Location: Agroecosystems Management Research
Project Number: 5030-13000-010-32-R
Project Type: Reimbursable
Start Date: Oct 17, 2013
End Date: Aug 31, 2017
Specific objectives of the proposed research are to: 1) Quantify stream bed and bank erosion and resulting sediment and phosphorus (P) flux from a first-order, warm-water stream in central Iowa; 2) Provide data to establish process-based relationships between stream bed and bank erosion and watershed hydrology and land management along pasture and cropland streams; and 3) Determine the relationship of P adsorption/desorption processes of soils and sediments within the watershed, and use this information to evaluate the risk of P losses within this and similar Iowa streams.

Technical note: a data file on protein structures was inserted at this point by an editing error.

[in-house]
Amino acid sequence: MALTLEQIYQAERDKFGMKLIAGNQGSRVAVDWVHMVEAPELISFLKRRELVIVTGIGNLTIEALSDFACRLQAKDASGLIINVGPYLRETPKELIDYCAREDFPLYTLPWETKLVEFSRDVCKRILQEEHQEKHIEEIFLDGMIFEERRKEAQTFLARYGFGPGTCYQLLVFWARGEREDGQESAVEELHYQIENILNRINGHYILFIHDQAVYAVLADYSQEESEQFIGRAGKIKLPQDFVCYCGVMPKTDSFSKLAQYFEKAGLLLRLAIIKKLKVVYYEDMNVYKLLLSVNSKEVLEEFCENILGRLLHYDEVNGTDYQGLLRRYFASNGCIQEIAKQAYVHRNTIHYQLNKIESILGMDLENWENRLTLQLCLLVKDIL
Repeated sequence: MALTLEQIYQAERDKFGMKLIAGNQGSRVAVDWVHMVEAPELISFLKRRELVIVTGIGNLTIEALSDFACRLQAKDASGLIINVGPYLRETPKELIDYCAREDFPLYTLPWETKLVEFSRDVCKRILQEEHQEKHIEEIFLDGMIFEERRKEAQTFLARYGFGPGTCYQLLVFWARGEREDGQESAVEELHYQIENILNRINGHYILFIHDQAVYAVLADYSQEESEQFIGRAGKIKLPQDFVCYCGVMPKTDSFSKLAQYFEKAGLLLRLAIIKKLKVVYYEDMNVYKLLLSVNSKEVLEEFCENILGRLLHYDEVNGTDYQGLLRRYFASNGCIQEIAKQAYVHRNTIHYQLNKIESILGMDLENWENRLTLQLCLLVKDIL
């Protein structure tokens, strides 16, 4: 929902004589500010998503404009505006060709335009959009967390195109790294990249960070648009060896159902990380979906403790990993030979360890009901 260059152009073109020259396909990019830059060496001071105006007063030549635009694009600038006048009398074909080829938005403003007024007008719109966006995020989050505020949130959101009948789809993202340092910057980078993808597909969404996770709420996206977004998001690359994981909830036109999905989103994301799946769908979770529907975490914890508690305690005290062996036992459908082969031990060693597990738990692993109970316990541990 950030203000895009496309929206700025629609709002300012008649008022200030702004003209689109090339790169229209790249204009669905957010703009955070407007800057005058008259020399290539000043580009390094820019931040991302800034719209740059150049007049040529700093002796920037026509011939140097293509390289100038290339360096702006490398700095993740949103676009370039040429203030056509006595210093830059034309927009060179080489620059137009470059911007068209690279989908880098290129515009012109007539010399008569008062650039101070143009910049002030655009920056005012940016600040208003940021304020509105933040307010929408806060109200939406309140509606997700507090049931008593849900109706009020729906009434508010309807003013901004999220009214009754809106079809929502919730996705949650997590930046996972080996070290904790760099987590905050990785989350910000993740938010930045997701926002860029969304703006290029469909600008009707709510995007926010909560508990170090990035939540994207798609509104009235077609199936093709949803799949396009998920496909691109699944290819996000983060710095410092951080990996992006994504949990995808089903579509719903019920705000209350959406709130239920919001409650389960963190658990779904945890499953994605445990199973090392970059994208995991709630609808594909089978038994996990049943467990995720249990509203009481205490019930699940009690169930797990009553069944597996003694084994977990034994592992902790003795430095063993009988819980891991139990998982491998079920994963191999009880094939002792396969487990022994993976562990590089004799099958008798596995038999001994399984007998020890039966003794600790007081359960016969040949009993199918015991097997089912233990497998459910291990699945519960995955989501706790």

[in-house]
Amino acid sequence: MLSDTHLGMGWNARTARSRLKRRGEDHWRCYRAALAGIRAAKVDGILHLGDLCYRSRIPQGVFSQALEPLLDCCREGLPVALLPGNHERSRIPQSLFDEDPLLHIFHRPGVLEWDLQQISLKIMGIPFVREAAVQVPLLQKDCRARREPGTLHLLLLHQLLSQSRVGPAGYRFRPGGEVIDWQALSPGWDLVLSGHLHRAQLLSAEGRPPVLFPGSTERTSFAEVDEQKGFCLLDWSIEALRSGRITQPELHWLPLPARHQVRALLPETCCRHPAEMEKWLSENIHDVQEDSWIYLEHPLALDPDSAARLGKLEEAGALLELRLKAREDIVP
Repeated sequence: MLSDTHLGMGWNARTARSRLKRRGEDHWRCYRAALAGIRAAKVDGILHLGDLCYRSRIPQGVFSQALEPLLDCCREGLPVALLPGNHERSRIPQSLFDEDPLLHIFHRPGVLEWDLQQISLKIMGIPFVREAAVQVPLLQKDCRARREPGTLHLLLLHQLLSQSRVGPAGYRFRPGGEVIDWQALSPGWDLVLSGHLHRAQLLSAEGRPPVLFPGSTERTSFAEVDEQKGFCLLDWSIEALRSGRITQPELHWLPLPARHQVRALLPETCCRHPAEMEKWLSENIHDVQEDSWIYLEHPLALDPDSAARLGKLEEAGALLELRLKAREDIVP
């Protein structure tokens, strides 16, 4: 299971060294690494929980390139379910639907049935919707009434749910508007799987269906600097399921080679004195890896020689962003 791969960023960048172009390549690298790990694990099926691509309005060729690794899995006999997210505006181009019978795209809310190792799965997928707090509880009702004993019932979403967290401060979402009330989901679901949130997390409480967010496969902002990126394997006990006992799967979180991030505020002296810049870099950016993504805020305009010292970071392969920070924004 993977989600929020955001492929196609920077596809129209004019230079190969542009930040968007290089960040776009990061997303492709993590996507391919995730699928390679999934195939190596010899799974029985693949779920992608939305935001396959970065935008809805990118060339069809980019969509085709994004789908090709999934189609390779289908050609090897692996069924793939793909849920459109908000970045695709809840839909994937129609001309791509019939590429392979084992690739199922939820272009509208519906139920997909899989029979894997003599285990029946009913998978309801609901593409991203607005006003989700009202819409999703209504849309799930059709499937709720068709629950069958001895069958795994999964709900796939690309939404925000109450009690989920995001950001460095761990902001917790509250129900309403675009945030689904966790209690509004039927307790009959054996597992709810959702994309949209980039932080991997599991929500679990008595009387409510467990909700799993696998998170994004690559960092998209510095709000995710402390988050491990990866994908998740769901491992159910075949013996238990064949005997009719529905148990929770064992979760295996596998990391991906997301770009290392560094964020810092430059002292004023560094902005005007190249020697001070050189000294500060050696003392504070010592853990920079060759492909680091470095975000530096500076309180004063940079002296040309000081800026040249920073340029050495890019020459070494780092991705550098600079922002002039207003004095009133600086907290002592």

This project will be conducted primarily within the Walnut Creek Watershed in south-central Iowa and will utilize an extensive existing monitoring network and leverage long-term datasets within the watershed. One goal of this project is to ensure that stream monitoring continues. The watershed has a variety of riparian land uses typical of the region, and we have long-term landowner agreements already in place. Riparian land use and management have been shown to be important factors affecting phosphorus (P) flux to streams via bank and bed processes, with previous studies illustrating the importance of vegetation and properly managed grazing. After sediment-bound P has entered a stream, the environmental risk is controlled by the rates of sediment transport and factors affecting P retention and release (adsorption/desorption) from the sediment. Sediment transport will be affected by the intensity and frequency of flooding events. Previous work has shown that the release of sediment-bound P into the stream water is controlled by both the concentration of poorly crystalline iron oxides and organic matter in Iowa soils and the P concentration in the overlying water. Our approach in this research will be to characterize sediment properties in the Walnut Creek Watershed, and determine if these properties can be used to predict P concentrations in stream water during the year.